Beware when a writer is the focal point of a movie. Chances are that we are being invited to peer into the scarred psyche of the scribe behind the work, whether we want to or not. Sometimes gaining access to such a private portal can be fascinating, as was the case with "Adaptation," "Sunset Blvd." or even "The Shining."
But with "Third Person," a metaphor-laden title that offers a nudge to the ribs of what lies ahead, the premise of a celebrated yet struggling scribe who steals the very words out of the mouths of acquaintances for his new expose on love, trust and guilt becomes an overreaching exercise.
Occasionally, sparks do fly thanks to the high-caliber cast, especially the electricity generated by the under-the-gun Pulitzer-winning novelist in the form of Liam Neeson—nicely showing his softer side after too many empty-calorie action thrillers—and Olivia Wilde as a journalist who is his tempestuous protégé and mistress. But also, somewhat surprisingly, there is contentious heat between Maria Bello’s lawyer and Mila Kunis as a luckless client who is enmeshed in an ugly battle over child visitation rights.
But as the plot moves in and out of a trio of tales that unfold in Paris, Rome and New York, this layered melodrama strains for emotional impact with only occasional success while eventually blurring into an overlong and contrived parlor trick. By the end, the gimmick overwhelms the telling, causing us to expend too much energy into figuring out the connections between the characters instead of simply being drawn into their predicaments and empathizing with them.
Director/screenwriter Paul Haggis was somewhat unfairly vilified almost a decade ago when his similarly multi-storied "Crash" bested the expected Best Picture winner "Brokeback Mountain" at the Oscars. The blame for that outcome, of course, should have been aimed at the timid academy voters. Still, some have claimed that "Third Person" reflects his response to having to cope with the aftermath of that career peak (which followed his 2004 Oscar win for his "Million Dollar Baby" script) as well as his recent status as a Scientology dropout.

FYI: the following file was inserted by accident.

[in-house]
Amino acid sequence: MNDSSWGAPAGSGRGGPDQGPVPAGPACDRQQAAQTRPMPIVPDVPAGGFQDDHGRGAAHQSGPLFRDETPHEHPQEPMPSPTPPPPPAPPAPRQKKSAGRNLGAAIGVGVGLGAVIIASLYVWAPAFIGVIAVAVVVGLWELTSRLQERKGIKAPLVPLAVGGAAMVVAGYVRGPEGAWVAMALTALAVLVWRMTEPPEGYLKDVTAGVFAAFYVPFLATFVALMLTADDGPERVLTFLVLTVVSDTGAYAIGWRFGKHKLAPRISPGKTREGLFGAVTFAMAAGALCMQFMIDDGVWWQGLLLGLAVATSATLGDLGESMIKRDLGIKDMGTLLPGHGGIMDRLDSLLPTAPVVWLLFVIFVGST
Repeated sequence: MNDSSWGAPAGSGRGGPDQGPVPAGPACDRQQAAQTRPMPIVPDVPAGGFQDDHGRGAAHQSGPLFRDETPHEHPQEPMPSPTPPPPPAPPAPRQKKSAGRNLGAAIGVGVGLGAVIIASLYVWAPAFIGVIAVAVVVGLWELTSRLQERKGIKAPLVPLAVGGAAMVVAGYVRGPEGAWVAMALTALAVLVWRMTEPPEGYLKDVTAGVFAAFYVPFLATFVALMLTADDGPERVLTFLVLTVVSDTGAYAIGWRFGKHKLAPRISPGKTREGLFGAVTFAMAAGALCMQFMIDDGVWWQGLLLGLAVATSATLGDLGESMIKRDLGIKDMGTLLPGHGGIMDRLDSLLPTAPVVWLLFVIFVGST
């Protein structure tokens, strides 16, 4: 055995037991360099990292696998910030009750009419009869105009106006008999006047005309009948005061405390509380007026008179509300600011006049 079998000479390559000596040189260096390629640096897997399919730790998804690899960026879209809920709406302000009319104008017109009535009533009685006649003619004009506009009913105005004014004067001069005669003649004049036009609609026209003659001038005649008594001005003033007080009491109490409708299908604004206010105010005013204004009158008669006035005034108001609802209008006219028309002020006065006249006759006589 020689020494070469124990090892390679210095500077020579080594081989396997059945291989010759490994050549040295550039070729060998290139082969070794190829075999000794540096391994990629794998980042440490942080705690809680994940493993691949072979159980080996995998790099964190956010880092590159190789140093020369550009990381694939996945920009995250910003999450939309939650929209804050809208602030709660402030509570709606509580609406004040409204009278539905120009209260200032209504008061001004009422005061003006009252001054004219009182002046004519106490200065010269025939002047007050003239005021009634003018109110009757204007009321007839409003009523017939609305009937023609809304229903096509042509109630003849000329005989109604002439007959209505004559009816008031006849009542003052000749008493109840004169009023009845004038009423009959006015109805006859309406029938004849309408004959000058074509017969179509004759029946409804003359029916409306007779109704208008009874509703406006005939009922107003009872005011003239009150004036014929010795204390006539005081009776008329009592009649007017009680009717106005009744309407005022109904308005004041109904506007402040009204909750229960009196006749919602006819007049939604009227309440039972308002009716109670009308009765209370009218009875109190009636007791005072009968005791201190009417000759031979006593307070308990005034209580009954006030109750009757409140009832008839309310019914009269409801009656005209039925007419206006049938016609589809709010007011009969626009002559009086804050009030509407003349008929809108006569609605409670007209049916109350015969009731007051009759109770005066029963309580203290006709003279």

This time, instead of making a social statement such as "Crash" did about racial tensions and police corruption in L.A., Haggis zeroes in on tenuous relationships that are beset by coincidences—between spouses; between parents and children; between strangers; between lovers. In every case, a third person tends to intrude and further complicate matters.
Neeson is ensconced in the City of Lights as he toils over his latest tome, trysts with his comely and much younger paramour Wilde (whose performance highlight involves her giddily racing naked through the hallways of a swank hotel after Neeson cruelly strands her outside his room) and deals with the drowning death of his son while on the phone with his unduly understanding back-at-home wife (Kim Basinger).
In Rome, Adrien Brody is a disgruntled businessman, involved in the purloining of fashion designs to facilitate sweatshop knockoffs, who meets an alluring Gypsy lady from Romania (Moran Artias, who appeared on the TV series based on "Crash") in a bar. He eventually learns her daughter is being held for ransom by human traffickers. Or maybe not.
In New York, James Franco basically plays a more disagreeable version of his own persona as Kunis’ disapproving ex-husband, a famous artist whose claim to fame is painting with his hands. Meanwhile, he has found the perfect calm and comely model girlfriend to replace his volatile former spouse, a failed soap opera actress who is forced to take a job as a hotel maid.
These melodramas initially feel separate but eventually interconnect in ways that are at once both frustratingly subtle yet obvious. One character takes off an article of clothing, while another does the same in the next scene. A copious amount of white roses in vases elicits different reactions in Paris and New York. Similarly, a scribbled slip of paper in one hotel room makes a transcontinental journey into another. The sounds of water and the words “Watch me” are repeated. And there obviously must be a reason why Bello and Basinger, both long-haired blondes, look so similar. But Haggis waits so long to provide our “a-ha” moment, it can’t help but underwhelm.
Maybe "Third Person" could have worked better if the men weren’t such self-absorbed control freaks and the women weren’t such willing victims. There is this one line of dialogue that has haunted me: “Women have the gift of being able to deny any reality.” I don’t know if that is necessarily the case. Strong females regularly face and even overcome the harshest of truths all the time. Except in this movie perhaps, where the observation still sounds like misogynistic nonsense. One reality that I can’t deny? Though it scores some points for ambition, "Third Person" is ultimately a disappointment.